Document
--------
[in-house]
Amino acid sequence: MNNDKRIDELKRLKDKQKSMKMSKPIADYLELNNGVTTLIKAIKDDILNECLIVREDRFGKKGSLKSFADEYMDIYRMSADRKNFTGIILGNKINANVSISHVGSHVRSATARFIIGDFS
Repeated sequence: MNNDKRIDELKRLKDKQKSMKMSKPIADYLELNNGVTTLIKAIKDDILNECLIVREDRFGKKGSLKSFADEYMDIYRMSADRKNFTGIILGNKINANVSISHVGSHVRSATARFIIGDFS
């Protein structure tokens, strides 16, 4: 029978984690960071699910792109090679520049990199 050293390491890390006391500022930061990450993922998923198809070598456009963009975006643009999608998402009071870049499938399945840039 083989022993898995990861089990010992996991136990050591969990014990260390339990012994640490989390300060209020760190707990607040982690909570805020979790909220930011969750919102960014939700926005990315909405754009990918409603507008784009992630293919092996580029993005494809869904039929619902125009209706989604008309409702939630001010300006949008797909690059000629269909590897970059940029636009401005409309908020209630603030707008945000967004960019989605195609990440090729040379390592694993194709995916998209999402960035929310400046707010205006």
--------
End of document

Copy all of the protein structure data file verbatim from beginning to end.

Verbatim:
[in-house]
Amino acid sequence: MNNDKRIDELKRLKDKQKSMKMSKPIADYLELNNGVTTLIKAIKDDILNECLIVREDRFGKKGSLKSFADEYMDIYRMSADRKNFTGIILGNKINANVSISHVGSHVRSATARFIIGDFS
Repeated sequence: MNNDKRIDELKRLKDKQKSMKMSKPIADYLELNNGVTTLIKAIKDDILNECLIVREDRFGKKGSLKSFADEYMDIYRMSADRKNFTGIILGNKINANVSISHVGSHVRSATARFIIGDFS
């Protein structure tokens, strides 16, 4: 029978984690960071699910792109090679520049990199 050293390491890390006391500022930061990450993922998923198809070598456009963009975006643009999608998402009071870049499938399945840039 083989022993898995990861089990010992996991136990050591969990014990260390339990012994640490989390300060209020760190707990607040982690909570805020979790909220930011969750919102960014939700926005990315909405754009990918409603507008784009992630293919092996580029993005494809869904039929619902125009209706989604008309409702939630001010300006949008797909690059000629269909590897970059940029636009401005409309908020209630603030707008945000967004960019989605195609990440090729040379390592694993194709995916998209999402960035929310400046707010205006």